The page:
More American Jews have roots in Poland than in any other country. Poland kept very good track of its citizens through metrical records (birth, marriage, and death), Population Registers, and other documents. While many of these records were destroyed during the war, a surprising number has survived and can be found in Polish Archives, even for localities no longer in Poland, particularly parts of present-day Ukraine. Through the efforts of JewishGen and JRI-Poland volunteers, information about and indexes to many of these records are now accessible through the Internet. Fay Bussgang will describe what records exist and bring you up to date on new developments in accessing them.

Fay Bussgang received a B.A. from Wellesley and an Ed.D. from Harvard. She served as co-president of the JGSGB from 1998–2000. She has authored over 20 articles in genealogical journals and wrote the “Russian Poland” chapter of the Avotaynu Guide to Jewish Genealogy.

Fay and her Polish-born husband, Julian, have done extensive genealogical research during 13 trips to Poland. They have also translated two volumes of war-time accounts of child survivors still living in Poland (The Last Eyewitnesses) and edited two Yizkor Books that were recently published by JewishGen (for the towns of Brzeziny and Dzialoszyce).

Pronunciation Guide

Useful Web Sites and Addresses for Polish Genealogical Research


Ask the Experts will meet from 12:30-1:20. 

The Bessarabia SIG will not meet today.

The Poland SIG will meet from 12:30-1:20.   Contact gordon@jgsgb.org

The Litvak/Baltic SIG will meet from 12:30-1:20.   Contact joelrat1@hotmail.com


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May 4: Walking Tour of Boston's Old Jewish South End
May 4

    
Walking Tour of Boston's Old Jewish South End
Robin Dexter
This event will take place from 2 to 4 pm

Boston’s South End was home to an early Jewish community between the 1840s and the 1920s. Our tour leader, Robin Dexter, will take us to some formerly Jewish and now historic sites and will discuss the history of the South End. Several of the early synagogue buildings still stand, though their uses have changed.

Cost $25.



  • Tour is available to JGSGB members (you may join before signing up), and one accompanying guest.
  • Each walking tour is limited to 20 participants. You can reserve and pay by using Paypal.
  • The walk will be at an energetic pace and is not suitable for persons with limited mobility. Wear comfortable shoes and a hat.
  • Tours will go rain or shine (bring an umbrella, wear appropriate footwear).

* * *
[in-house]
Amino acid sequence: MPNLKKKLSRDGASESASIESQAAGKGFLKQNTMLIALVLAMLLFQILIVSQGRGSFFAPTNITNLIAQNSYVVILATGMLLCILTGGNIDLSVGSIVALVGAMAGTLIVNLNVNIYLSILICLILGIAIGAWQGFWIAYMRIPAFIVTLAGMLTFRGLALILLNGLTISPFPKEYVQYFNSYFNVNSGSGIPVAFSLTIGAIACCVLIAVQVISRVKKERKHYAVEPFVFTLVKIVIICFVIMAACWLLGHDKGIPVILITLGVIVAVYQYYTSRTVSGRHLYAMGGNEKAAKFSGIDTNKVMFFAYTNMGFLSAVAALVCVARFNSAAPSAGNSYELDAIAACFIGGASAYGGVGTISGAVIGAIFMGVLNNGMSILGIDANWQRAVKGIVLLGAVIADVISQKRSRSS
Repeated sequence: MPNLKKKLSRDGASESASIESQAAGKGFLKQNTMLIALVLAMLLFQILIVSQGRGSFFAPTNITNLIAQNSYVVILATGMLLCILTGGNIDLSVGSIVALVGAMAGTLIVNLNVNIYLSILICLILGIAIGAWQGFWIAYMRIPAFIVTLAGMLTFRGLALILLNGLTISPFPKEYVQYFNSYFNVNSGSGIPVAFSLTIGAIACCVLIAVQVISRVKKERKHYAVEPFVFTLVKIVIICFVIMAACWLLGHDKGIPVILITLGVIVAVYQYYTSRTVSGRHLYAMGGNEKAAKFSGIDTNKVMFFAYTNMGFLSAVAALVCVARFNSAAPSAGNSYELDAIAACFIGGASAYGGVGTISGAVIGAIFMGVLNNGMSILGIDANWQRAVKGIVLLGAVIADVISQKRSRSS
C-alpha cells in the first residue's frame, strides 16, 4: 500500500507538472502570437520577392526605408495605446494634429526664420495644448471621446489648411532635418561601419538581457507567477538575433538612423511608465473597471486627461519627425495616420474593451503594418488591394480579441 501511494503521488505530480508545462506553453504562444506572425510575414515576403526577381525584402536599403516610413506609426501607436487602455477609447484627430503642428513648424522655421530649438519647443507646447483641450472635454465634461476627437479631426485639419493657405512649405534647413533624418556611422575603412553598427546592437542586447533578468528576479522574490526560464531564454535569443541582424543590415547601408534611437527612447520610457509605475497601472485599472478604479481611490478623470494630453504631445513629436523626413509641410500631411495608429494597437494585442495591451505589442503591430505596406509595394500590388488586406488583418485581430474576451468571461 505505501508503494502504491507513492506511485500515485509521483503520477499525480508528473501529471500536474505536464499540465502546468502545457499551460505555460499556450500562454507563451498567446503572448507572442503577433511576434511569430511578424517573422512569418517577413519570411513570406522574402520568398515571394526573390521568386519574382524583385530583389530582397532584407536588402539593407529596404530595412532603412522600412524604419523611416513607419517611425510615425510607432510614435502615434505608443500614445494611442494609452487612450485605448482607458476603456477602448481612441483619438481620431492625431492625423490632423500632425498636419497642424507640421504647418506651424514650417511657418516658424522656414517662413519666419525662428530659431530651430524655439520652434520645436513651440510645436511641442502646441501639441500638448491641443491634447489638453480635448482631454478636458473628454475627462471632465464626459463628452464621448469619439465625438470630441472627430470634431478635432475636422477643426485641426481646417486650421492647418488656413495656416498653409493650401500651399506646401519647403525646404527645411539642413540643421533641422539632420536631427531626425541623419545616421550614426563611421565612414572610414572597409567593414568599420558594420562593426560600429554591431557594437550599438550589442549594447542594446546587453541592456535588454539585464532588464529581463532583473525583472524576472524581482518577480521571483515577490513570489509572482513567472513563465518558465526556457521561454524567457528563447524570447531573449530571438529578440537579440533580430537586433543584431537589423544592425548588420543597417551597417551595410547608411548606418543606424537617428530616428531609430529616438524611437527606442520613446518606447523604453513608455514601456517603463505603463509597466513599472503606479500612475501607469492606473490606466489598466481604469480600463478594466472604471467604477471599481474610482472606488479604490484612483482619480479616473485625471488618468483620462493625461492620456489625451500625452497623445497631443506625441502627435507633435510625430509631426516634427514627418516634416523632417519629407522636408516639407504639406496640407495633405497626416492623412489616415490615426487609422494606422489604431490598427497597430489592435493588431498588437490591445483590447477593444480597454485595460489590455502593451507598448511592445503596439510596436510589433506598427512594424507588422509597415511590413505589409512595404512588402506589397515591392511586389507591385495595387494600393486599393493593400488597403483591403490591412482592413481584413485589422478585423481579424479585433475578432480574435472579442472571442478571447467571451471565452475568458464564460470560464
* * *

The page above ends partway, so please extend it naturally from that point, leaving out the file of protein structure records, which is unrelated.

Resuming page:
May 18: Daniel Soyer - Landsmanshaftn: Jewish Hometown Societies in the New World
May 18

    
Landsmanshaftn: Jewish Hometown Societies in the New World
Daniel Soyer
This event will start at 1:30 pm at Temple Emanuel, 385 Ward Street, Newton Centre, MA

Daniel SoyerLandsmanshaftn, mutual aid associations made up of immigrants from the same Eastern European town, were an important form of organization among turn-of-the-twentieth-century Jewish immigrants in the United States. At one time, thousands of landsmanshaftn provided their hundreds of thousands of members with health and death benefits, loans, and help in securing jobs and housing. They also served as arenas for social interactions and evolved their own colorful internal culture. In this illustrated talk, Daniel Soyer discusses the development of these unique organizations, and the important role they played in the Eastern European Jewish community between the 1880s and the First World War.

Dr. Daniel Soyer graduated from Oberlin College and holds a Ph.D. in history from New York University. He is professor of history at Fordham University and studies and writes about American immigration and American Jewish history. With Annie Polland he is author of The Emerging Metropolis: New York Jews in the Age of Immigration, 1840-1920, winner of the National Jewish Book Award. His previous book, Jewish Immigrant Associations and American Identity in New York, 1880-1939, won the Saul Viener Prize of the American Jewish Historical Society.


Spotlight Talk: Phyllis & Hersch Clopper will speak about Our Recent ShtetlSeeker Tour to Lithuania.
Phyllis and Hersch are long-time members of the JGSGB.


12:30 - 1:20 PM - Small Group Meetings:
Ask the Experts
(US research),
Bessarabia SIG
Litvak-Baltic SIG
Poland SIG.

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June 1: Walking Tour of Boston's Old Jewish North End
June 1

    
Walking Tour of Boston's Old Jewish North End
Ellen Smith
This event will take place from 10 am to 12 noon